From BBC program on iView

Still burning many hours later




The TV show is mostly about the tough experiences “Inside London Fire Brigade”, particularly for the rescuers themselves, during and after disasters like the recent Grenfell Tower fire.


The show also includes quite a few less spectacular apartment fires, most without any loss of life. London, a city of 8 million certainly throws up many and varied fires each day.

From BBC program on iView

Smaller apartment fire

Elevated platform with hose delivering 2,300 L/min

All residents are out but the fire persists in the wall cavities, The building walls must be broken down bit by bit till water can reach the seat of the fire.









The destruction and loss felt by residents who have dragged themselves out on to the streets without warning, and now have nothing but the clothes on their back (and their pet in their arms) was apparent again and again.

The images in this program certainly underline the importance of our work. I could just see our client’s faces amongst those distraught residents.

From BBC program on iView

Authorities identify residents amongst the distraught by-standers


From BBC program on iView

Eventually the fire is out. It may be possible to enter some apartments for limited recovery of belongings …

From BBC program on iView

… including Nelson







Be prepared

Preparedness is not just about keeping your family photos in a bag near the door, or a cat box to ensure that your pet makes it out when you run for your life.Initially your building is designed and built to be safe, and this integral safety must be maintained and re-confirmed regularly. The Australian codes and Victorian Building Regulations combined aim to prevent known design faults being incorporated in buildings under construction or refurbishment. They also mandate routine servicing requirements to keep the various building safety features in place and operable.

External cladding material

I’m sure apartment dwellers everywhere in 2017 are concerned about the fabric of construction of the place they call home.

We look forward to the issue of investigative reports and action plans related to cladding materials installed in new or refurnished buildings in recent years. This will set to rest the concerns of some, and focus the resources necessary to mitigate risks in the buildings which need it.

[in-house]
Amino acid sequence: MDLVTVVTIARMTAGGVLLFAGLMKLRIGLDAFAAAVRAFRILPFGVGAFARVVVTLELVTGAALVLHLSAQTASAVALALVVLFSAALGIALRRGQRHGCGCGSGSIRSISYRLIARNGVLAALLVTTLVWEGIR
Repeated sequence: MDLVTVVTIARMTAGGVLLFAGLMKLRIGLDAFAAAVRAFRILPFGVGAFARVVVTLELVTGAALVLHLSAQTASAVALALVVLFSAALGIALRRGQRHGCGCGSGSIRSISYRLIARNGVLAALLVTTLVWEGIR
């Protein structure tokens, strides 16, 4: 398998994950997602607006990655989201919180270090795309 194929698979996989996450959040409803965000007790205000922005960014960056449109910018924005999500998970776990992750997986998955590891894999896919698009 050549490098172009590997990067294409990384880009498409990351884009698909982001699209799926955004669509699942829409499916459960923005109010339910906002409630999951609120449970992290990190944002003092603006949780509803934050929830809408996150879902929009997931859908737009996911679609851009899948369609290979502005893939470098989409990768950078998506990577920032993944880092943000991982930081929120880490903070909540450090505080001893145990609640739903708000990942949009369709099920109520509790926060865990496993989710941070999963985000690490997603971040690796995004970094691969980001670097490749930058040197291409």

Business as usual

Some of the simplest checks are the most important – such as visually confirming paths of travel. Resident awareness of the dangers helps keep paths clear. But frequently confirming that everyone in your apartment building sticks to this practice – that’s our job. These fundamental escape route checks include:

  • seeing that paths of travel within your building are clear
  • checking exit doors are openable
  • ensuring the path beyond the exit door is clear
  • that fire doors and smoke doors are fit for purpose, with no big gaps round their edges, and close properly unaided.
  • that fire stairs remain unblocked and easy to use.

Call us

Call us on 1300 134 971 for your routine fire protection system servicing.

It helps save lives.


Hydrant test success

Hydrant test success

Over the past few weeks  we’ve had to abandon a few annual and 5 yearly hydrant tests due mainly to leakage, or other hitches with the installed equipment. But today we went back and conducted the full test program for two clients which went just as planned (apart from the rain! – let’s do these hydrant tests in nice weather next time Drew.)

We were even thanked with an invitation to pocket some of their manufactured goods – mmm, delicious.

Photos and more details to follow.

Testing a Fire Monitor – Melbourne

Fire Monitor test

This week we conducted a preliminary fire monitor test.

View this short video taken during the test.

Fire Monitor Testing

We tested the fire monitor which is designed for use in in a high hazard environment. In the video the monitor is shooting between 50 – 100 meters across a field. A fire monitor can deliver a high flow stream of water.

The flow can also incorporate a foaming agent. When foam is required, the water flow is used to suck in a foam concentrate. The combined flow is then sprayed as a foam onto the fire in order to smother a pool fire. A pool fire is a very dangerous fire configuration generally associated with flammable liquids, particularly in flammable storage facilities or transport accidents involving large quantities of flammable fuels.